Thursday, September 24, 2009



Wee hoverin’, fleein’ ferlie fello’,
Wi’ yer stripes o’ black and yello’
Yer ever sae bonnie, so ye ur,
Like a spring lamb - only smaller and withoot the fur,
But see if ye ever sting me oan the bum again,
Ah’m gonnae jump on yer heid so Ah um.

Stuart McLean (From No’ Rabbie Burns)

             I have a question for all you linguists out there:  is there any connection between the word “bumble”, meaning  to blunder, and the word “bumblebee”?  I have not found any; yet it seems that the reputation of the poor bumblebee has been tarnished by the mythology that it  is a bungler.  There is of course the famous and spurious accusation that the bumblebee is without the aerodynamic ability to fly and so he mysteriously bumbles along:  

Imperfect by design
Ungainly sporadic jerks define gawky movements
Flawed in nearly every way
A veritable outcast 
Among hive-minded conformity[1]

Yet “blissfully ignorant of the overwhelming odds”, the bumblebee flies on. 

         I hasten to the defense of this small, bright and busy creature that has found its way into our poetry, literature, art and music.  She is most remarkable.  I say “she” for a reason - the females raise the young, do the work and defend the colony, while  the males do no work, and, should they win the lottery, they get to mate with a virgin queen.  (an arrangement considered by some to be on all counts better than we humans have).  

         We need the bumblebee.  Our best-known pollinator, the honey bee, is plagued with disease and collapse of its colonies.  The bumblebee is a formidable pollinator.  It can fly at 50 degrees Fahrenheit, and has  been known to fly at 32 degrees, temperatures lower than those at which the honey bee can fly.  They have longer tongues than honey bees and can pollinate flowers with long, narrow corollas, such as clover, of which bumblebees are the best pollinator.   Their hairy bodies can easily pick up and transfer pollen.  Perhaps most significantly, they can vibrate their flight muscles to create the extraordinary wing beat of around 200 beats per second.  They can uncouple the flight muscles from the wings and use the vibration to warm their bodies and for keeping brood warm, and, of great importance, to perform “buzz pollination”.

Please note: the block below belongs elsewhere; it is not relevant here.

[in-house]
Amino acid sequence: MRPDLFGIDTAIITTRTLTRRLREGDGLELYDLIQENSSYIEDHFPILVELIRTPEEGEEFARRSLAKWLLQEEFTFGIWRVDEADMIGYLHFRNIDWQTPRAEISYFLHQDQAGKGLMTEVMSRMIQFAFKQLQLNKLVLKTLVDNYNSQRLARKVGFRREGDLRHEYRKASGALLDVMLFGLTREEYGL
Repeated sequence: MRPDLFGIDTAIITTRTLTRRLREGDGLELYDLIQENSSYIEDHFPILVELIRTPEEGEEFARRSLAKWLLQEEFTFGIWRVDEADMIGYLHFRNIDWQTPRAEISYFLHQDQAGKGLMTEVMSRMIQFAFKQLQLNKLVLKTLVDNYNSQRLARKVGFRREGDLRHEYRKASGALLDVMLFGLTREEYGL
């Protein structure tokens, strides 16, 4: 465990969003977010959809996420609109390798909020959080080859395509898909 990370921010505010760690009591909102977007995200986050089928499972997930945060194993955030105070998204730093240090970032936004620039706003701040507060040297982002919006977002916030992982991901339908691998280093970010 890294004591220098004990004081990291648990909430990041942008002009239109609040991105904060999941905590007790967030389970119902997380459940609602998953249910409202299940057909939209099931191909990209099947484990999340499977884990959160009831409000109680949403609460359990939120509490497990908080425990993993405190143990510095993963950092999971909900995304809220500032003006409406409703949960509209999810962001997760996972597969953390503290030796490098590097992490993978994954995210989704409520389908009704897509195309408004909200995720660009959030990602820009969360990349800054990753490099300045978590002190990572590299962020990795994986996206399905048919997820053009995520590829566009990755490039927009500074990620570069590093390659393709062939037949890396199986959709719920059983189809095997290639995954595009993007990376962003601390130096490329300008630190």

The anther, the pollen-bearing organ, of the modern tomato blossom is so shaped that the pollen is not easily released without outside help, being only able to release pollen when vibrated at about 400 hz.  The bumblebee seizes the anther  and vibrates its flight muscles, releasing pollen grains that otherwise would have remained in the anther.  As a result, bumblebees are raised commercially to pollinate greenhouse tomatoes.  Now, nearly every European tomato owes its existence to the bumblebee.  They are also the chief pollinators of red clover, alfalfa, field beans, peas, runner beans, tomatoes, and, in some areas, cotton, raspberries, apple, plum blossom, oilseed rape, sunflowers, strawberries, currants and brambles.

         Bumblebee populations are in serious decline in Minnesota and elsewhere.  In future blogs, we will give you some suggestions on how we can help them.[2] 


[1] From The Bumblebee by Sarah K. Jenison, MI.  See

Friday, September 11, 2009

Blooming in a Garden Now-You bet your Aster!

Aster macrophyllus, commonly called Big-leafed aster, or Large-leafed aster, is blooming now in Minnesota.  A native perennial to Minnesota and other parts of the US, this plant is very attractive to pollinators.  It is extremely easy to grow, re-seeds like crazy and will form a groundcover in a lawn.  Leave areas of your lawn un-mowed for a fantastic late-summer display.  Pollinators such as honeybees and bumblebees find this plant attractive, and birds love the seedheads and will visit a patch of Aster macrophyllus all winter long.